Forex trading takes place constantly, throughout the day and only stops on weekends, and only because the volume of orders is too low. So technically, the Forex market is never actually closed for business.
The main effect of this can be witnessed on a Forex chart. There are no gaps on such charts. Now a gap on a chart can be described as the time period dividing the opening of one session and the closing of its predecessor. When the gap between the two sessions is pretty big, it is signified by a physical gap on the chart.
On a stock market related chart, there are several gaps because trading usually comes to a halt in the afternoon and resumes the next morning. If an organization’s earnings are announced after the close, its price on the next day could either be higher or lower than the previous day’s close. Any sudden news with real significance that causes ripples in the view of the market’s value can end up creating a gap on the chart.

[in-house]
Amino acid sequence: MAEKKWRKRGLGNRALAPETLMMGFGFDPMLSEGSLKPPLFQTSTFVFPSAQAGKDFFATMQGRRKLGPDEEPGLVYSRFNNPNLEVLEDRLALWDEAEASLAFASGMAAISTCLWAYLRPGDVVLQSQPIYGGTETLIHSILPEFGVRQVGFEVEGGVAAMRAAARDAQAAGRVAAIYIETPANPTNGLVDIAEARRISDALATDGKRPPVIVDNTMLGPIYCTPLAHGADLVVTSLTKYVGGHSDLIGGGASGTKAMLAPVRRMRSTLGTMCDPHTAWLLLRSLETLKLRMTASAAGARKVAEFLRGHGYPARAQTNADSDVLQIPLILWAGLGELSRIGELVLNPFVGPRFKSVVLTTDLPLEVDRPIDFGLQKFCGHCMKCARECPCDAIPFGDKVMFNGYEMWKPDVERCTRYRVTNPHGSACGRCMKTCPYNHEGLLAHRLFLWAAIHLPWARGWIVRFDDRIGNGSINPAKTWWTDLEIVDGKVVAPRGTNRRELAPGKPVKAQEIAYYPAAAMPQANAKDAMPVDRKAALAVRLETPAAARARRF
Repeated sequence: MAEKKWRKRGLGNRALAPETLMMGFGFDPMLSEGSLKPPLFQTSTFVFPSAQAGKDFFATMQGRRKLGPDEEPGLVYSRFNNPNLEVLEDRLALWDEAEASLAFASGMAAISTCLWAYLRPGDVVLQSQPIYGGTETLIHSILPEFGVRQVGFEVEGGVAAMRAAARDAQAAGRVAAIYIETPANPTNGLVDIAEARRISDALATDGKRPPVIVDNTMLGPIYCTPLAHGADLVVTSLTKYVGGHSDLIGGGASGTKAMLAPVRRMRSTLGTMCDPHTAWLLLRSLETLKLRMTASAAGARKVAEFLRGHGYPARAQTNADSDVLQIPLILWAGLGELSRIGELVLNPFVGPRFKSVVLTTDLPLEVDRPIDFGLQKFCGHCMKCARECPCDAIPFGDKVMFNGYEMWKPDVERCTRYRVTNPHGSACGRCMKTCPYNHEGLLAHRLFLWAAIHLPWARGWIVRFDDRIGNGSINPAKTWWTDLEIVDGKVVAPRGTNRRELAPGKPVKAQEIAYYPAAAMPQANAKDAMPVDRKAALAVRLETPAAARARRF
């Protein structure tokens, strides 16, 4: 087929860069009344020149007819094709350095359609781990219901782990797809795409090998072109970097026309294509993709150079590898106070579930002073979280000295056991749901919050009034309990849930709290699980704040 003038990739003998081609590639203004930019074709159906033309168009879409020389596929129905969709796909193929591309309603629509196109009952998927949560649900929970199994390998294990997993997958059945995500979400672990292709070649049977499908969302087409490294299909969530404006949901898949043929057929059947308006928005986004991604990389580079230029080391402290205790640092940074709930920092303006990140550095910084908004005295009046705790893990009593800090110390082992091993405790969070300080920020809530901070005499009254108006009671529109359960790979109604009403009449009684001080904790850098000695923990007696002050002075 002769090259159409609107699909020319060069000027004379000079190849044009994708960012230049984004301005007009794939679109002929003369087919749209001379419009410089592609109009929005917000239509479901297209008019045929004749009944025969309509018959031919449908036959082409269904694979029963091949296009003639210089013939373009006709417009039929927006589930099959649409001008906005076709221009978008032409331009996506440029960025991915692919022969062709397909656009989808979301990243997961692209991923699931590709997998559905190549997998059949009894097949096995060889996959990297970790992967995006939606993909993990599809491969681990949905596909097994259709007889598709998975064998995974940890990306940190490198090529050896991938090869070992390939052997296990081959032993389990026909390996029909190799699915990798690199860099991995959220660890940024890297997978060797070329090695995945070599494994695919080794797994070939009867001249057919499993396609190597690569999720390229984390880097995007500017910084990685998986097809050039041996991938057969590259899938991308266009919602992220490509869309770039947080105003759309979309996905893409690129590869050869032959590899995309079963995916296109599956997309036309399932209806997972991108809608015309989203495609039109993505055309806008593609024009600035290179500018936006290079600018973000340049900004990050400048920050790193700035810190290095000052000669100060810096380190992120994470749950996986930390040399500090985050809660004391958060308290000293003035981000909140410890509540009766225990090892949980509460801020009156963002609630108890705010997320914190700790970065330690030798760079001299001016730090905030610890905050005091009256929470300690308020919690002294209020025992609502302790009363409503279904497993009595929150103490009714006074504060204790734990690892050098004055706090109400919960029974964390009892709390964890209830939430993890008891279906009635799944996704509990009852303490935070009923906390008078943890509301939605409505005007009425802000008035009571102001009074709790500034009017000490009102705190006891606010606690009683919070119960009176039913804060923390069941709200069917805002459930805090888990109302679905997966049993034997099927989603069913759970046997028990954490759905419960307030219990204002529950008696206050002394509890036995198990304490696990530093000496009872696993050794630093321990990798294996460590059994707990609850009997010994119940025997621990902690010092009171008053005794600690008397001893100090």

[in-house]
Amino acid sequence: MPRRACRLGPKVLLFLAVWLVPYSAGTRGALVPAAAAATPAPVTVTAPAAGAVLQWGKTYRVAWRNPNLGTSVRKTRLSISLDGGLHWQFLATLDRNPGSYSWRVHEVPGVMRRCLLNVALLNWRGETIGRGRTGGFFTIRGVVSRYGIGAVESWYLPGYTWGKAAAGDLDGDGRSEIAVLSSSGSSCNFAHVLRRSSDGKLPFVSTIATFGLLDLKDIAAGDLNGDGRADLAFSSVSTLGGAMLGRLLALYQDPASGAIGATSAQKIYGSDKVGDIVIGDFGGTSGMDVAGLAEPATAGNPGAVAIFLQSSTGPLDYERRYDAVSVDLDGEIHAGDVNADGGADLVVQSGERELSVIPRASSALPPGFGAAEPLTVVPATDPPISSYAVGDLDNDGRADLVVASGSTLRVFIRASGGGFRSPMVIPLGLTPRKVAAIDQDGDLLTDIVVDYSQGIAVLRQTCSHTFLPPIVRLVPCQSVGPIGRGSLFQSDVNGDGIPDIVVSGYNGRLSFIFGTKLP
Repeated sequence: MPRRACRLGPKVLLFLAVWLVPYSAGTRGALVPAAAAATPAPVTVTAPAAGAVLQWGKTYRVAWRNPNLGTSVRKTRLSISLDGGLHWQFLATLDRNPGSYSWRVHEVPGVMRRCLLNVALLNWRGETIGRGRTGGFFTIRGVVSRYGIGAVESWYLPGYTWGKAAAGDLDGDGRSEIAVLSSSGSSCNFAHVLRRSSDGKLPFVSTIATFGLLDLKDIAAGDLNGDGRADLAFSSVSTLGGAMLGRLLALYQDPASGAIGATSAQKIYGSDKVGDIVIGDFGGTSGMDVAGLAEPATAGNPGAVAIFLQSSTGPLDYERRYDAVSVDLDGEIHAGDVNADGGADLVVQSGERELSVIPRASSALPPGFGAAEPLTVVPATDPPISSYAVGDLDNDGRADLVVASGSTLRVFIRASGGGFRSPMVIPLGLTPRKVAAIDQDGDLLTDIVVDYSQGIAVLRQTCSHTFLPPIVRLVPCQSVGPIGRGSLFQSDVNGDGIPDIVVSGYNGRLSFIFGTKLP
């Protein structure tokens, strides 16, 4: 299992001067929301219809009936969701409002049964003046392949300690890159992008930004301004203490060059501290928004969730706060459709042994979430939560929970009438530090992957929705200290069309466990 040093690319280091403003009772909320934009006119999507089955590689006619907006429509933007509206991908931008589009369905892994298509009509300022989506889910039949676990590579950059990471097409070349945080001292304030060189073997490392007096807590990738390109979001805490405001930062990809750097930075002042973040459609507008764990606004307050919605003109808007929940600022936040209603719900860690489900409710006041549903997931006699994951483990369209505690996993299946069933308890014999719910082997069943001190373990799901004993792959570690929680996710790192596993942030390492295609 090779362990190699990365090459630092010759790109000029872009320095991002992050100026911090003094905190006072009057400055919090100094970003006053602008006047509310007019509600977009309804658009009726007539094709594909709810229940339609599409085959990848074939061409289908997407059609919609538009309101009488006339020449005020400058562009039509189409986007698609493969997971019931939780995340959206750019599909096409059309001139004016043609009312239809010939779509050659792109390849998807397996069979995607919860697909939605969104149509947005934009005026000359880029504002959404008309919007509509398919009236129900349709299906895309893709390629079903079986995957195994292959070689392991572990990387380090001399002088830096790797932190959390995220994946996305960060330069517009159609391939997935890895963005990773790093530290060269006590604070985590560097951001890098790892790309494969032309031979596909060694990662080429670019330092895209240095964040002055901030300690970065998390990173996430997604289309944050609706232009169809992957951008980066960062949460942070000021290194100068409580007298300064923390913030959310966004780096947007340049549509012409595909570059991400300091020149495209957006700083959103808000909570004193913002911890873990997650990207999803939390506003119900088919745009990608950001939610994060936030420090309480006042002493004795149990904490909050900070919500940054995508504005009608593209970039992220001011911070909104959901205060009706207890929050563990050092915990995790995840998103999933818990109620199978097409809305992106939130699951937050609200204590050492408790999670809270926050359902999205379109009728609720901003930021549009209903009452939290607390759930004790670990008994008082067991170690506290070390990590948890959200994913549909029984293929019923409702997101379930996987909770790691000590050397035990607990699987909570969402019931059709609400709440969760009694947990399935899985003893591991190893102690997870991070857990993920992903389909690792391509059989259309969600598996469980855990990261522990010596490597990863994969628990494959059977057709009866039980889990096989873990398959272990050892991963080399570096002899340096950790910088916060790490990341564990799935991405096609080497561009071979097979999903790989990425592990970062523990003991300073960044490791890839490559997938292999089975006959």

On the other hand, a Forex chart does not contain any gaps at any point on a weekday as it always remains open and operating. But, a gap almost always pops up between the closing price on a Friday and the opening price on a Sunday.
For example, pull up a chart on a week’s trading. Since the Brexit negotiations are about to begin, the EUR/GBP chart would be particularly significant. Depending on the latest comments or events or postures, the chart will show that the EUR/GBP has opened lower or higher on a Sunday when compared to its closing price on the Friday.
Whenever traders notice a gap on the chart, the first thing they do is search for the market to move back and fill up the gap. For example, if the price closes on Friday at 1.2500 but opens at 1.2525 on Sunday, traders will usually move back down to 1.2500 to fill up that gap. They then proceed to evaluate the news and its impact on the change.